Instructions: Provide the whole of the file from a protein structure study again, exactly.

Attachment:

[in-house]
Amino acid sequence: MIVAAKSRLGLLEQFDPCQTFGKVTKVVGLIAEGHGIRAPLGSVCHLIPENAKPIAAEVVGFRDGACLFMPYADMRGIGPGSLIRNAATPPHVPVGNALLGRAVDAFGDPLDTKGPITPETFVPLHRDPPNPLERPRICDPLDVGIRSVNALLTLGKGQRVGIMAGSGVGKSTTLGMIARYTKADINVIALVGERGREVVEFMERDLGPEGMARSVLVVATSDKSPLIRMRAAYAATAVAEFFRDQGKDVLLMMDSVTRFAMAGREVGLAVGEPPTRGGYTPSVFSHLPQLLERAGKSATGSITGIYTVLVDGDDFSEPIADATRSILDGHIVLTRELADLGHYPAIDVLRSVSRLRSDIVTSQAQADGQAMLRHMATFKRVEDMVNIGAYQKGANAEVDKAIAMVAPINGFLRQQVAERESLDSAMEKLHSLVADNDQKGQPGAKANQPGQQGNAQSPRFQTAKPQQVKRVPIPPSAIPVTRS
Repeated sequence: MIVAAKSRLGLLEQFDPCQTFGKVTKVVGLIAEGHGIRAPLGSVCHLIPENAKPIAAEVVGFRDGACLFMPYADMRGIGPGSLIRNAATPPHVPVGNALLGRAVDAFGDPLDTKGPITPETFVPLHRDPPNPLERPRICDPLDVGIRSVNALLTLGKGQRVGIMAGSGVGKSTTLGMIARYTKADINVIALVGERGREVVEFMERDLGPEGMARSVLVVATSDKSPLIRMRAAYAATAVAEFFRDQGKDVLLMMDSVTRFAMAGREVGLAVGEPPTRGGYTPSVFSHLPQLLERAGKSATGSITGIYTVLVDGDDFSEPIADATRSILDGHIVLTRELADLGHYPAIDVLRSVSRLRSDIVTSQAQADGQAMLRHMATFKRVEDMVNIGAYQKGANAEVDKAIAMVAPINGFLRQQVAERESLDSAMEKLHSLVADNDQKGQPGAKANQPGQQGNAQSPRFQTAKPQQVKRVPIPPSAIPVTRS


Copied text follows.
[in-house]
Amino acid sequence: MIVAAKSRLGLLEQFDPCQTFGKVTKVVGLIAEGHGIRAPLGSVCHLIPENAKPIAAEVVGFRDGACLFMPYADMRGIGPGSLIRNAATPPHVPVGNALLGRAVDAFGDPLDTKGPITPETFVPLHRDPPNPLERPRICDPLDVGIRSVNALLTLGKGQRVGIMAGSGVGKSTTLGMIARYTKADINVIALVGERGREVVEFMERDLGPEGMARSVLVVATSDKSPLIRMRAAYAATAVAEFFRDQGKDVLLMMDSVTRFAMAGREVGLAVGEPPTRGGYTPSVFSHLPQLLERAGKSATGSITGIYTVLVDGDDFSEPIADATRSILDGHIVLTRELADLGHYPAIDVLRSVSRLRSDIVTSQAQADGQAMLRHMATFKRVEDMVNIGAYQKGANAEVDKAIAMVAPINGFLRQQVAERESLDSAMEKLHSLVADNDQKGQPGAKANQPGQQGNAQSPRFQTAKPQQVKRVPIPPSAIPVTRS
Repeated sequence: MIVAAKSRLGLLEQFDPCQTFGKVTKVVGLIAEGHGIRAPLGSVCHLIPENAKPIAAEVVGFRDGACLFMPYADMRGIGPGSLIRNAATPPHVPVGNALLGRAVDAFGDPLDTKGPITPETFVPLHRDPPNPLERPRICDPLDVGIRSVNALLTLGKGQRVGIMAGSGVGKSTTLGMIARYTKADINVIALVGERGREVVEFMERDLGPEGMARSVLVVATSDKSPLIRMRAAYAATAVAEFFRDQGKDVLLMMDSVTRFAMAGREVGLAVGEPPTRGGYTPSVFSHLPQLLERAGKSATGSITGIYTVLVDGDDFSEPIADATRSILDGHIVLTRELADLGHYPAIDVLRSVSRLRSDIVTSQAQADGQAMLRHMATFKRVEDMVNIGAYQKGANAEVDKAIAMVAPINGFLRQQVAERESLDSAMEKLHSLVADNDQKGQPGAKANQPGQQGNAQSPRFQTAKPQQVKRVPIPPSAIPVTRS